Why is My Hot Water Heater Making High Pitched Noise?

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You may hear strange noises coming from your water heater. The noises may include pops, bangs, whistles, and even hisses. Some of these noises may be irritating or even terrifying. Before you rush flying back upstairs in terror that your water heater is haunted, be assured that water heater noises are common.

In the long run, your water heater will produce different unusual sounds as parts wear due to exposure to various elements in the water and environment. But what exactly makes a water heater make high pitched noise?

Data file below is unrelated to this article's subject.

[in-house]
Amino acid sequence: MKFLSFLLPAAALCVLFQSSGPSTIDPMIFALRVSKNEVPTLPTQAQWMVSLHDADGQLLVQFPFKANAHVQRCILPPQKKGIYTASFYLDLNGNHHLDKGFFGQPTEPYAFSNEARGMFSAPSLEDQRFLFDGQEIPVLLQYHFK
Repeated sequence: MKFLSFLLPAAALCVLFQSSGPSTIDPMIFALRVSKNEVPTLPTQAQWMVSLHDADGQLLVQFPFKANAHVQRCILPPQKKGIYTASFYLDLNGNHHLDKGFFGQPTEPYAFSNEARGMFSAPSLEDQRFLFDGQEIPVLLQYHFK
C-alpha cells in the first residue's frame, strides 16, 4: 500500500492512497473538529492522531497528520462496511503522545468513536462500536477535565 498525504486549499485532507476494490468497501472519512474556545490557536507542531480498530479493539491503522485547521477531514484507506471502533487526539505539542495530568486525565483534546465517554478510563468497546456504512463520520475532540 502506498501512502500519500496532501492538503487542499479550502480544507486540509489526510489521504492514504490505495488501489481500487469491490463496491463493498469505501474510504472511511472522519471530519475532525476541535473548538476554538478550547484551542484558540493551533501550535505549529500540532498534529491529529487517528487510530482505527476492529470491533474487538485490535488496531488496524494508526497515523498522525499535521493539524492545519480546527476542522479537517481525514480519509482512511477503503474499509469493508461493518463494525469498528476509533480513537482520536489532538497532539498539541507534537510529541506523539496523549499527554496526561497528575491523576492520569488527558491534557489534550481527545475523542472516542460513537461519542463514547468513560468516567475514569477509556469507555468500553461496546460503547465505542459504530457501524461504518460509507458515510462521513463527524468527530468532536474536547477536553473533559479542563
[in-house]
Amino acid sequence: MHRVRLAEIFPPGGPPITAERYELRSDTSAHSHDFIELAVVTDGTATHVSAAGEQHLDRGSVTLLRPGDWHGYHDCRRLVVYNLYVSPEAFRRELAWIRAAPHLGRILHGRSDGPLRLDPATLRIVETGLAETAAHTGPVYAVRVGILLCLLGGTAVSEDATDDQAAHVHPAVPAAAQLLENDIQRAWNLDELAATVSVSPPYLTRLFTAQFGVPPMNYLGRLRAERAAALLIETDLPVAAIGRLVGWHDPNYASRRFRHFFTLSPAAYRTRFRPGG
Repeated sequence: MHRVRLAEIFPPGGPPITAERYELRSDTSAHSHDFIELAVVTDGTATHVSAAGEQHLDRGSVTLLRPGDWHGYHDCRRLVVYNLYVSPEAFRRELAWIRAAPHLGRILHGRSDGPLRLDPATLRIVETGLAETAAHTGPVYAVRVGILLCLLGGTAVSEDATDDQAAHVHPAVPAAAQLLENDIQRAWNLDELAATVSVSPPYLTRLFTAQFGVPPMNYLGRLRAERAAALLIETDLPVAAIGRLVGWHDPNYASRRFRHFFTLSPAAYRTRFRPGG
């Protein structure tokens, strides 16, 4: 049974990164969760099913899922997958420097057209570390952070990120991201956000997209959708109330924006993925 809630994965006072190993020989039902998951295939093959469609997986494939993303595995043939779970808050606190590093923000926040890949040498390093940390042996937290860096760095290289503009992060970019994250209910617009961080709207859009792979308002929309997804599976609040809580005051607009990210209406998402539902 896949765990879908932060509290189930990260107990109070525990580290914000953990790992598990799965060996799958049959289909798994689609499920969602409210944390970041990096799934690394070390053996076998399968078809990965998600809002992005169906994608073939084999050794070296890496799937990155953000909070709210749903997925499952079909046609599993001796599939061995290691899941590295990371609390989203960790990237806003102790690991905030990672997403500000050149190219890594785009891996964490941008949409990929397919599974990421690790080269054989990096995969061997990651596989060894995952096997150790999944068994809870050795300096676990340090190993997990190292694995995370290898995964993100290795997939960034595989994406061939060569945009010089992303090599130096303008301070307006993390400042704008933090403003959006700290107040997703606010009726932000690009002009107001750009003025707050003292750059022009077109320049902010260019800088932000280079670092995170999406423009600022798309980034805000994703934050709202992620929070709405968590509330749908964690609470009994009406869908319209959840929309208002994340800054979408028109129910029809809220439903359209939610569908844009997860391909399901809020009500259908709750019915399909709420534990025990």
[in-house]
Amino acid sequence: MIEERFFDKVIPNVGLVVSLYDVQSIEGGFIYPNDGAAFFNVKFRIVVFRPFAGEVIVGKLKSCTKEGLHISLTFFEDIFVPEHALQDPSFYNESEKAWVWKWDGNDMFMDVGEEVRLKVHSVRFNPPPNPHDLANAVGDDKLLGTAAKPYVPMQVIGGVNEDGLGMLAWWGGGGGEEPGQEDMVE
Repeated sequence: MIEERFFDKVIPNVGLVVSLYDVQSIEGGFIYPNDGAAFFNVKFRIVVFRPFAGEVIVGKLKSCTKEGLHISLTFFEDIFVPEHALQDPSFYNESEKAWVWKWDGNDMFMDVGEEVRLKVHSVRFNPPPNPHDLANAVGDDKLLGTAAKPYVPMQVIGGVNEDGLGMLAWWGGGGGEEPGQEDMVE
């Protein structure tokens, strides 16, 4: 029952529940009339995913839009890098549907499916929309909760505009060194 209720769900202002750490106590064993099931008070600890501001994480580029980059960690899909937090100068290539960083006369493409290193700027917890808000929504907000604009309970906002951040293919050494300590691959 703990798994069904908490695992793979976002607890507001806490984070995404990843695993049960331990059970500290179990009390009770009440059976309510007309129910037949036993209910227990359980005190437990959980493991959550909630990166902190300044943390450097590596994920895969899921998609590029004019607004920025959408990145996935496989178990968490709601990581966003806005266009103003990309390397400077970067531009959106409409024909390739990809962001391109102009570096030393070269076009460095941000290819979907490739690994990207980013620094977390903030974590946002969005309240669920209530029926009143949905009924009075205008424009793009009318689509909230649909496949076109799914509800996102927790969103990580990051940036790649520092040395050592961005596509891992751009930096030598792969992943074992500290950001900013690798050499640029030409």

One of the main reasons your water heater is making high-pitched noise is due to sediment buildup when sediments build up on the bottom of the water tank, which causes hot water to be trapped underneath.

1. Sediment Buildup

Sediment buildup is an accumulation of dissolved or suspended materials, such as accumulated rust, hard water minerals, sand, silt, clay, and other particles. These particles often originate from surface runoff or the decomposition of plants and animals.

The water heater is vulnerable to sediment accumulation, whether your water source is a public system or a personal well. Typically, city water is filtered in a treatment facility, but a finer layer of mineral deposits can form in the water mains with time.

Furthermore, water-main supply breaks and leaks in the public piping system might introduce silt into the water delivered to your house and water heater.